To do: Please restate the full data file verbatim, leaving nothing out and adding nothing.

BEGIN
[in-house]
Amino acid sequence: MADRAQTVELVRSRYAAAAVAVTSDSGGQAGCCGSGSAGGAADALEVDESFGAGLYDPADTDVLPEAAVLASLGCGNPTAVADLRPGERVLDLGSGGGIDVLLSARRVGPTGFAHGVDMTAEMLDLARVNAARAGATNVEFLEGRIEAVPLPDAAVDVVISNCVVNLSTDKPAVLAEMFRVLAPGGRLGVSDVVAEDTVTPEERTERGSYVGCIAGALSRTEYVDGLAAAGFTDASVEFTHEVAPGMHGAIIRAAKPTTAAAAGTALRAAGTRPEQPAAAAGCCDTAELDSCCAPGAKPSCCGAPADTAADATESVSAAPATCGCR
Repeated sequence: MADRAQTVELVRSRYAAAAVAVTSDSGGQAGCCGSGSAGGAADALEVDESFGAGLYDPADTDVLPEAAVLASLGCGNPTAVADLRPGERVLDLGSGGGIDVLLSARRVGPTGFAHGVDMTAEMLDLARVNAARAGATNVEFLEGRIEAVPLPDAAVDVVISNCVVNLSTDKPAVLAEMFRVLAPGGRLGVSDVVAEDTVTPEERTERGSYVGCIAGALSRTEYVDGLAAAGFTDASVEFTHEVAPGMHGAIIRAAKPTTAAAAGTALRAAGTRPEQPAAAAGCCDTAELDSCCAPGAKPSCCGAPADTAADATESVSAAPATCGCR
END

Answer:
[in-house]
Amino acid sequence: MADRAQTVELVRSRYAAAAVAVTSDSGGQAGCCGSGSAGGAADALEVDESFGAGLYDPADTDVLPEAAVLASLGCGNPTAVADLRPGERVLDLGSGGGIDVLLSARRVGPTGFAHGVDMTAEMLDLARVNAARAGATNVEFLEGRIEAVPLPDAAVDVVISNCVVNLSTDKPAVLAEMFRVLAPGGRLGVSDVVAEDTVTPEERTERGSYVGCIAGALSRTEYVDGLAAAGFTDASVEFTHEVAPGMHGAIIRAAKPTTAAAAGTALRAAGTRPEQPAAAAGCCDTAELDSCCAPGAKPSCCGAPADTAADATESVSAAPATCGCR
Repeated sequence: MADRAQTVELVRSRYAAAAVAVTSDSGGQAGCCGSGSAGGAADALEVDESFGAGLYDPADTDVLPEAAVLASLGCGNPTAVADLRPGERVLDLGSGGGIDVLLSARRVGPTGFAHGVDMTAEMLDLARVNAARAGATNVEFLEGRIEAVPLPDAAVDVVISNCVVNLSTDKPAVLAEMFRVLAPGGRLGVSDVVAEDTVTPEERTERGSYVGCIAGALSRTEYVDGLAAAGFTDASVEFTHEVAPGMHGAIIRAAKPTTAAAAGTALRAAGTRPEQPAAAAGCCDTAELDSCCAPGAKPSCCGAPADTAADATESVSAAPATCGCR